This meant the company was able to create a unique persona using the data collected, and they were able to show the customer a look based on their answers. The specific clothing items of the look were linked so customers could immediately find what they were looking for.

This campaign resulted in 30 times the return of advertising spend and the average customer engagement with the quiz was two minutes. In this way, the company was able to learn more about their customers and their needs, build that relationship with them and offer them the best recommendations.

3) Re-engaging existing customers

A great way to re-engage existing customers is with dynamic coupons, such as birthday emails. Birthday emails generate 342% higher revenue rates per email than promotional emails, making them a tactic worth trying.

By combining first- and zero-party data, you can personalize these emails one step further; you can send coupons alongside product recommendations based on the customer’s most frequently browsed products or their favourite purchase category.

Learn more about the different types of data collection and what you can do with them: 4 types of data that power personalization platforms.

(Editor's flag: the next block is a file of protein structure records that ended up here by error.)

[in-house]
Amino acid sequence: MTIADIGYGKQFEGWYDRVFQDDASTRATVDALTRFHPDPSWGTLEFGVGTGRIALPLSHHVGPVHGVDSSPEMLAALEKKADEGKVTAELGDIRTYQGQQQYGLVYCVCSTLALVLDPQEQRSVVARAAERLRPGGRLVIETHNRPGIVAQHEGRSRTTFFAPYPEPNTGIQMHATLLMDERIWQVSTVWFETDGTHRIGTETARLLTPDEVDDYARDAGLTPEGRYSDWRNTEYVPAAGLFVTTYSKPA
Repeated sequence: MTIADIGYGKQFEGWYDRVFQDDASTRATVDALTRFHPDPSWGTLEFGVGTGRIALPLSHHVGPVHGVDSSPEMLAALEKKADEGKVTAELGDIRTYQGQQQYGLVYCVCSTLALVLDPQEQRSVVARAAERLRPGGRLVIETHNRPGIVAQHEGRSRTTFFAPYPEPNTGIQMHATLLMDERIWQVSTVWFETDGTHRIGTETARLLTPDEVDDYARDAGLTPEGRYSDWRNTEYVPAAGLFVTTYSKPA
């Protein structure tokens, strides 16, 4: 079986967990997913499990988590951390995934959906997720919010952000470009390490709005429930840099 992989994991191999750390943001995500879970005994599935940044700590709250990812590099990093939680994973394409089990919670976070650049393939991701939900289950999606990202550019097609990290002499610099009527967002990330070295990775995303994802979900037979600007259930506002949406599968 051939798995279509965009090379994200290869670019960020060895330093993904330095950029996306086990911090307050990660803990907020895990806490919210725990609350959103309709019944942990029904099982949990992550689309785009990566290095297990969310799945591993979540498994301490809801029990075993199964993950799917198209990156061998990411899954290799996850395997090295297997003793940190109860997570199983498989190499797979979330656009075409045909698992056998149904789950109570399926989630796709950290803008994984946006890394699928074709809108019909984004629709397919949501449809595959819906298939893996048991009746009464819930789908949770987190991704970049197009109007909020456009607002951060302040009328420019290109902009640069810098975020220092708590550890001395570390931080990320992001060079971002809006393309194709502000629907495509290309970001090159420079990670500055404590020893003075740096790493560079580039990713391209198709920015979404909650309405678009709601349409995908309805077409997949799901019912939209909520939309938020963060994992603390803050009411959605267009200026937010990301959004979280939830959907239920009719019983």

4) Location-based experiences

In Richard’s final example, he discussed a campaign run by Coop in Denmark. It involved a mobile app with a luck-type game, in which your winnings could be redeemed in-store. In its first year, the game was played more than 10 million times, and 1 million game samples were picked up in-store.

By using fun as an element, the company was able to drive customers to their brick and mortar store in a creative, enjoyable way.

Final thoughts

Building your own data sets is vital for your business – especially in the wake of the “cookie apocalypse”. It is important to future-proof your business, but also to build that valuable relationship with your customers. Gamification has proven to be a great way to collect this zero-party data and foster that trust, as customers are much more willing to share their details if there is a reward for them to do so, and if they have fun doing it.

By combining your zero-party data with first-party data, you can enhance the customer experience and tailor every part of the journey to each customer specifically. For example, you can gather behavioral data to find category affinities, and use zero-party data the customers give to hone in on the exact products they are looking for. You can use dynamic banners in your email based on the products they browse, with name personalization in the banner from the information they gave you. There are endless possibilities.

Special thank you to Richard Robinson for such a brilliant webinar.

Learn more about data collection and how to future-proof your business: Personalization buyer’s guide to identity resolution.

Download the Personalization Buyer's Guide to Identity Resolution

Danielle Beuker

By Danielle Beuker

Digital Marketing Assistant

As Digital Marketing Assistant at Fresh Relevance, Danielle writes user-centered content that helps marketers in the eCommerce and travel spaces get their jobs done.